CDC director makes twice as much as predecessor, far exceeds past directors

Newly appointed CDC Director Robert Redfield, MD, will be paid $375,000 annually, which is almost twice the amount his predecessor made and significantly more than past directors, according to statements from government officials cited by Bloomberg.

The long-time HIV researcher did not have experience working in public health or managing a public health agency. Dr. Redfield's $375,000 annual compensation is almost twice the annual compensation of Brenda Fitzgerald, MD, who was director for six months before her January resignation. Dr. Fitzgerald's annual pay was $197,300.

Additionally, Dr. Redfield is making at least $150,000 more annually than any other previous CDC director. Although Dr. Redfield's CDC salary is modest by private industry standards, Bloomberg noted, his compensation is high for employees in government public health.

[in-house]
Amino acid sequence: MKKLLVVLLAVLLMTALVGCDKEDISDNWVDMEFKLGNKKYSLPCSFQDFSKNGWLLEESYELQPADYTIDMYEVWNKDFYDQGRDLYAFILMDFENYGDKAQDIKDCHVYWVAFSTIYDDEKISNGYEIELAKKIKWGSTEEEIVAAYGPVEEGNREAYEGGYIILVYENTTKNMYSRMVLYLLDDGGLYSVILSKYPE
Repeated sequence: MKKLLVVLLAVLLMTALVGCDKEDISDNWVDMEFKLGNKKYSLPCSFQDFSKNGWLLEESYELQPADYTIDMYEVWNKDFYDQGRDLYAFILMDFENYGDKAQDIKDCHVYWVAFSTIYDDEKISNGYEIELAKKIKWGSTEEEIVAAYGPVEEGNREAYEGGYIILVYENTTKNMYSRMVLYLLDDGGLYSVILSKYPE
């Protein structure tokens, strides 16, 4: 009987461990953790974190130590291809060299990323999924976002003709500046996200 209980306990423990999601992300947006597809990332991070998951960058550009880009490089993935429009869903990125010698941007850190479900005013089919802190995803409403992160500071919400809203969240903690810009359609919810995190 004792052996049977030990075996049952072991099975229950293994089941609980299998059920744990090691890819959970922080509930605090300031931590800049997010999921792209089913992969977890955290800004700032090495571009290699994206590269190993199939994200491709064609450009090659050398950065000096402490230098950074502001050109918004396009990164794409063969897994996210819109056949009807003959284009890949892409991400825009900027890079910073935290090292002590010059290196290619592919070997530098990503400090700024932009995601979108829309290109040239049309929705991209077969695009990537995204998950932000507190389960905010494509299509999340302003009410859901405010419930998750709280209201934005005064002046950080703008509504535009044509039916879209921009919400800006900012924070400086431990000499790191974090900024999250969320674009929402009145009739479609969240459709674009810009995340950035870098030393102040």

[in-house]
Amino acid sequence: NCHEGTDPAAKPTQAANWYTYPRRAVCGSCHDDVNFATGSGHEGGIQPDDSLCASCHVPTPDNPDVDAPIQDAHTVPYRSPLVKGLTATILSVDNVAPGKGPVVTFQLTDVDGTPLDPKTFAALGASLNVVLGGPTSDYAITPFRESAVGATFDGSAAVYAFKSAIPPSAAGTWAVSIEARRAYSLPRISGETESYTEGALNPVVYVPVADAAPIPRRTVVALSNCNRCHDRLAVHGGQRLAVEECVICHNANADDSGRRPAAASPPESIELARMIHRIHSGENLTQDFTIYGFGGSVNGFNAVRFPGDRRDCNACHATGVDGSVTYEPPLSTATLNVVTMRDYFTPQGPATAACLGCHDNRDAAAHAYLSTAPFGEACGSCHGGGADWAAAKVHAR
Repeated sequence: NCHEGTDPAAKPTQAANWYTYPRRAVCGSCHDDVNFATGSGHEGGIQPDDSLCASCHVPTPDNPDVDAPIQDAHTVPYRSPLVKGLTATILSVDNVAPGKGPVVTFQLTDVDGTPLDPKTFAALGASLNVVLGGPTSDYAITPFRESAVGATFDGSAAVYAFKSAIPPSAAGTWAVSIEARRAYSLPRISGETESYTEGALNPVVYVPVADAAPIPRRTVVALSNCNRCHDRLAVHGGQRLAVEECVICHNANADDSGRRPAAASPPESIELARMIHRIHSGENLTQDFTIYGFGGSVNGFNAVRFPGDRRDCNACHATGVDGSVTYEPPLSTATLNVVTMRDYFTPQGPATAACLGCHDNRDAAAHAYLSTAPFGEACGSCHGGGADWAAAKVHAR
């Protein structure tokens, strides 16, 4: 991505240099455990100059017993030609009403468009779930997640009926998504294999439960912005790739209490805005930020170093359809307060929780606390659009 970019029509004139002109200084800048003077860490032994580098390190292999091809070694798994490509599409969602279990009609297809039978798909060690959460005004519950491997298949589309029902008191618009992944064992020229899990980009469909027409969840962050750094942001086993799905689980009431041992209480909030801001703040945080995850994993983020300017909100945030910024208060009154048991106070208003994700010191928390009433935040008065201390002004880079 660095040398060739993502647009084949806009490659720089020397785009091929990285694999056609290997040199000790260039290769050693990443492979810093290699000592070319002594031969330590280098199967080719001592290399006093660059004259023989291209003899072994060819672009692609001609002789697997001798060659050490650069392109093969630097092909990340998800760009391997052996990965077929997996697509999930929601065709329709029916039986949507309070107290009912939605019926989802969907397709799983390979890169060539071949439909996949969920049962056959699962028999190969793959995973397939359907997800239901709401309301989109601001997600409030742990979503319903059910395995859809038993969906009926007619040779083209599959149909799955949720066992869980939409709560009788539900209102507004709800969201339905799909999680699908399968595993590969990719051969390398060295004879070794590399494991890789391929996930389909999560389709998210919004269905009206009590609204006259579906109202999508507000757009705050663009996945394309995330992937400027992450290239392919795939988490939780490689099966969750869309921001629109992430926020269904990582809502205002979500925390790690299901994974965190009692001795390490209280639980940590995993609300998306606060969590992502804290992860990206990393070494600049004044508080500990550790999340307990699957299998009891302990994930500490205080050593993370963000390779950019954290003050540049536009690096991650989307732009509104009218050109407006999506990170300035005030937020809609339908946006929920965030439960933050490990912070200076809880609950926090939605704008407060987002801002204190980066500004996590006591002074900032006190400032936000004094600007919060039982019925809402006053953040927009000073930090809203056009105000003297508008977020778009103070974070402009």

Dr. Redfield is also making significantly more than his boss, HHS Secretary Alex Azar, whose annual compensation is $199,700, according to a HHS spokesman. The director's pay is more than twice that of Scott Gottlieb, MD, head of the FDA, who makes $155,500 annually.

Dr. Redfield receives his compensation under a salary program called Title 42, which aims to attract health scientists skills critical to government work. The jobs filled by Mr. Azar and Dr. Gottlieb do not qualify for salaries under the program. Their salaries are determined by law.

However, it is not typical to use Title 42 to recruit a CDC director, Bloomberg noted. Dr. Fitzgerald was not paid under that program and neither was her predecessor, Tom Frieden, MD, whose annual pay was $219,700 before he left the position in January 2017.

The release of Dr. Redfield's follows a statement that announced the CDC director's resignation from his positions at four groups, including a gene therapy biotechnology company and AIDS organization, to meet HHS ethics rules concerning possible conflicts of interest. 

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